VRX Stock: An Uptrend is Born
Valeant Pharmaceuticals Intl Inc (NYSE:VRX) stock is a biotech stock that has been getting a lot of attention from the media in recent years. It’s actually amusing to me that companies receive twice as much media coverage and attention when their business prospects begin to sour. VRX stock was a rock star in the eyes of many portfolio managers until the wheels fell off the bus in September 2015 as problems began plaguing this company. The share price cratered, leaving many in shock.
The shock and pain that followed for those holding Valeant stock could have been avoided if a trusted trend line was used to define risk. A simple trend line only requires drawing a line on a price chart. For something that seems so simple, the trend line is an important tool in a trader’s toolbox , and I can argue that it is my most important tool.
The following chart of Valeant stock illustrates the power of a trend line.
Chart courtesy of StockCharts.com
The uptrend line, highlighted in blue, is created by connecting the troughs. An uptrend is defined by a trend in which trading is dominated by higher highs and higher lows. It can easily be identified as the price moves from the lower left, to the upper right. This trend line is clear and defined, and has provided price support on many occasions. When Valeant stock traded below the trend line, it was a signal that the dominant trend higher had reversed, and it was a good reason to step aside from the trade.
The subsequent selloff was stomach-churning as VRX stock proceeded to drop by 89%. The same tool that was used to define the bull market can also be used to define the bear market, and is illustrated below.
Chart courtesy of StockCharts.com
The downtrend line is the exact opposite of the uptrend line. The line is created by connecting the peaks, and is defined by lower lows and lower highs. There should be no mistaking an uptrend from a downtrend.
I am excited by the recent developments as VRX stock has broken the downtrend line. The pattern of lower highs and lower lows had ceased, and in theory, this action suggests a reversal of the trend and an end to the bear market.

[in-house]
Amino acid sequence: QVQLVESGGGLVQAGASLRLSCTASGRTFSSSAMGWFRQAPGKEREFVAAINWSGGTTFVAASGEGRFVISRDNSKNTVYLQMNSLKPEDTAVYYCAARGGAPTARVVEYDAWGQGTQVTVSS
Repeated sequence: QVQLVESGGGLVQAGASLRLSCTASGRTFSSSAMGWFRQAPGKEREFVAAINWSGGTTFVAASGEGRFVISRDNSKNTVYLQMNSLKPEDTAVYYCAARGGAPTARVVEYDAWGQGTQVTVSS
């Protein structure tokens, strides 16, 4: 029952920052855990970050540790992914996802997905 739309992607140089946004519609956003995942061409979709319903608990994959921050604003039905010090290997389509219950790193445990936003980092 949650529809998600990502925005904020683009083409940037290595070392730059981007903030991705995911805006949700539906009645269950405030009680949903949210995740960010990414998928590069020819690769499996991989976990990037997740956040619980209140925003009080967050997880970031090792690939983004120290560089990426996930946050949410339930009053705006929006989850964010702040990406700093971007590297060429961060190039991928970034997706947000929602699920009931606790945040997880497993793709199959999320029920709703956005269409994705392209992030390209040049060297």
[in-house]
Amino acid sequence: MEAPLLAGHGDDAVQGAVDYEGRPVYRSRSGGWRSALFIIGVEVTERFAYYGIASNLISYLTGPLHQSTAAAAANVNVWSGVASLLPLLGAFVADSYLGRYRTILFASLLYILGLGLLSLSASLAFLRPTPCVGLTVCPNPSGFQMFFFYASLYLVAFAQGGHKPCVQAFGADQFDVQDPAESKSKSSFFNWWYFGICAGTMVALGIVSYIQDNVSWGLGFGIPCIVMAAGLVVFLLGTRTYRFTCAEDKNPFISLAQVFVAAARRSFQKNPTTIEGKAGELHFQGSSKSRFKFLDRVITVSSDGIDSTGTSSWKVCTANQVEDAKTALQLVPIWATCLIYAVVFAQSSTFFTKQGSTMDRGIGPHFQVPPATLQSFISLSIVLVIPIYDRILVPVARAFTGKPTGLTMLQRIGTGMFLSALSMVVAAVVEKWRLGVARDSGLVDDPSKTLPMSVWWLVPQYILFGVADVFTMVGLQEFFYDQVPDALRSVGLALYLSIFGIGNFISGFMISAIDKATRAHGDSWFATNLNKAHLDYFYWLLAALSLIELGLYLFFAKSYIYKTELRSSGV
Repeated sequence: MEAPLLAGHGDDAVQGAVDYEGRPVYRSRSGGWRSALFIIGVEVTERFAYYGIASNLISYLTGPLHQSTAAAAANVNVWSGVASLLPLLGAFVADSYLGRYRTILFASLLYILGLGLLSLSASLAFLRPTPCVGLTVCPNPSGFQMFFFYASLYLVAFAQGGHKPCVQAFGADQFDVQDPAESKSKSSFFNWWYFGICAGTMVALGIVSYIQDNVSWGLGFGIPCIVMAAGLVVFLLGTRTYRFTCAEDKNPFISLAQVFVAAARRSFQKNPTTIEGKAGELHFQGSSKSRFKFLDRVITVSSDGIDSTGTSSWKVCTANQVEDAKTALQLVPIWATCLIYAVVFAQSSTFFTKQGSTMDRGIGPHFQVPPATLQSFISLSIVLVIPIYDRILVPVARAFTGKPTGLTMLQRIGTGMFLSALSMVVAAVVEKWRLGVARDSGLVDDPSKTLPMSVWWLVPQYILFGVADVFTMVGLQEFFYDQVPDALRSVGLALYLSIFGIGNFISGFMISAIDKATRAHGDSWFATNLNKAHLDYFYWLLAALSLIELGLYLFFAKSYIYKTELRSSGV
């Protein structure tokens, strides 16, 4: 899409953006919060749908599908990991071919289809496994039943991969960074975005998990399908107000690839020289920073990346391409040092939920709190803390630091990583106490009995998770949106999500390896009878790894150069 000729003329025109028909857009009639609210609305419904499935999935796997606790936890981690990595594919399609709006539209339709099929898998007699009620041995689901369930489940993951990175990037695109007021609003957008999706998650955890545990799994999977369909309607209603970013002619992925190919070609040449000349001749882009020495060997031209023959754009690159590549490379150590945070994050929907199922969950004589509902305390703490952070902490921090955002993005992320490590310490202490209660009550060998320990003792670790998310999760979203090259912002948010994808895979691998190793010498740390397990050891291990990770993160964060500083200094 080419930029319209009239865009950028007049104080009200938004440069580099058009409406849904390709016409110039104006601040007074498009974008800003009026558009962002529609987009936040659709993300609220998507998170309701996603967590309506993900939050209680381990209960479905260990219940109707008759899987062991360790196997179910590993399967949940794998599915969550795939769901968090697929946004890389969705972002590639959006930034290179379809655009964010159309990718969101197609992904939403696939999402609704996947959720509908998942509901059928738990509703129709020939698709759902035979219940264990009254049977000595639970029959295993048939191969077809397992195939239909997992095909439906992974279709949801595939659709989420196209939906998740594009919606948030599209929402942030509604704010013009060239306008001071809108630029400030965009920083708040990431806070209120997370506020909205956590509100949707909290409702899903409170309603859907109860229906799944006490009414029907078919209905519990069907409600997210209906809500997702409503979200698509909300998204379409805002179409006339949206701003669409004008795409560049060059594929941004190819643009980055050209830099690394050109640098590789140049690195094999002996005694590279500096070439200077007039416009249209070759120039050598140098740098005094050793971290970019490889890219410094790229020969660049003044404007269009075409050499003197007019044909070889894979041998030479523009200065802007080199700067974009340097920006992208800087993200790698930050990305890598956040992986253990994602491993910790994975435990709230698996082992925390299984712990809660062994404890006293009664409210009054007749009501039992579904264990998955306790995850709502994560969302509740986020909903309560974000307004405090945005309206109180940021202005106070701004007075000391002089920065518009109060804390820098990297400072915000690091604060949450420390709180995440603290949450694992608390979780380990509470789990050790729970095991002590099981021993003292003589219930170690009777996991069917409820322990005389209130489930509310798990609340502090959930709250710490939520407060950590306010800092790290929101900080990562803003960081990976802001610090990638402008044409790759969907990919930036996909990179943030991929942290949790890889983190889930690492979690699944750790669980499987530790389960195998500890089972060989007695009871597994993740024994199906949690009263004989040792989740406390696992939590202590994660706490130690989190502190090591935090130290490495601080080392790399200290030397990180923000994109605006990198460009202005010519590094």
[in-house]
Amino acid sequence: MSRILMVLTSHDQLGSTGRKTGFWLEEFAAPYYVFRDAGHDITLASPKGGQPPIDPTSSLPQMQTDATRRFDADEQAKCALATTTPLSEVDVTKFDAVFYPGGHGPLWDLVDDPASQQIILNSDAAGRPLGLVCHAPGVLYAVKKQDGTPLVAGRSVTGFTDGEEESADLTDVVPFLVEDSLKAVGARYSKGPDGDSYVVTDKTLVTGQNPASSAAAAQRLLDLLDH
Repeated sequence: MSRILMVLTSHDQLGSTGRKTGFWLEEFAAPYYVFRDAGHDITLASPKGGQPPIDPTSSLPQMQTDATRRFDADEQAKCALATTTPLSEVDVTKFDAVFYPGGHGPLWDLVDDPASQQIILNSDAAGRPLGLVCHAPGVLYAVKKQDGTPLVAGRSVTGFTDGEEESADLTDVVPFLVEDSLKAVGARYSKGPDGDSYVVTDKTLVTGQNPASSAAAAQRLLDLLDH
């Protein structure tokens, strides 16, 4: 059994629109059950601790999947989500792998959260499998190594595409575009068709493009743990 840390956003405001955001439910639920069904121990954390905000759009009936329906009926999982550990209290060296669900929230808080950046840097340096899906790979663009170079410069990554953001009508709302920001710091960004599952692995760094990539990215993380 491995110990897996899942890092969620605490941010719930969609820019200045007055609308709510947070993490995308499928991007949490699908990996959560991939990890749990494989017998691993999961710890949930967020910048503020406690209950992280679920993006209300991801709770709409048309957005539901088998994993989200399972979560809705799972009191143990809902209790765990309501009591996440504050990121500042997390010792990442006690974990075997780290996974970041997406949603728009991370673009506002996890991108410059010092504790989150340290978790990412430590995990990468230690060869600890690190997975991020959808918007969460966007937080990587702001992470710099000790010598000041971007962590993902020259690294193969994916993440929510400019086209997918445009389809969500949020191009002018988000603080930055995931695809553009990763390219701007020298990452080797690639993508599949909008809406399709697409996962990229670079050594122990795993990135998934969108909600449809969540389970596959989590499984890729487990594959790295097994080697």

If the break of the uptrend line signal led a trend reversal, which led into a bear market, then perhaps the break of the downtrend line is just the beginning of a new uptrend.
The break of the trend line is not the only positive piece of good news that the chart has to offer. The following Valeant stock chart illustrates the bullish shorter-term price action on a one-hour scale.
Chart Courtesy of StockCharts.com
The short-term chart above is littered with bullish price patterns.
The bottom in July and August was confirmed with a cup and handle formation. These patterns are bullish and they were instrumental in setting up the break of the downtrend. I like this pattern because it also provides a price objective I can use to formulate a strategy and manage risk.
After the bullish pattern was confirmed, the price surged higher in what is described as an impulse wave (highlighted in green). Impulse waves are especially bullish if they are followed by a consolidation wave (highlighted in purple), and that is exactly what happened in late August. Consolidation waves, on average, mark mid-points. If this premise is true, then the price objective of the impulse wave that follows the consolidation wave is $40.00. If share price closes below $28.00 I would have reason to believe that this premise is false.
The Bottom Line on VRX Stock
VRX stock has been crushed in recent years. Stocks have a tendency to overshoot both on the upside and the downside, and Valeant stock is no exception. There have been a number of positive developments in the share price that can be viewed as bullish. I have switched my bias on VRX stock to bullish, and I will continue to hold that bias until the charts give me reason to change course.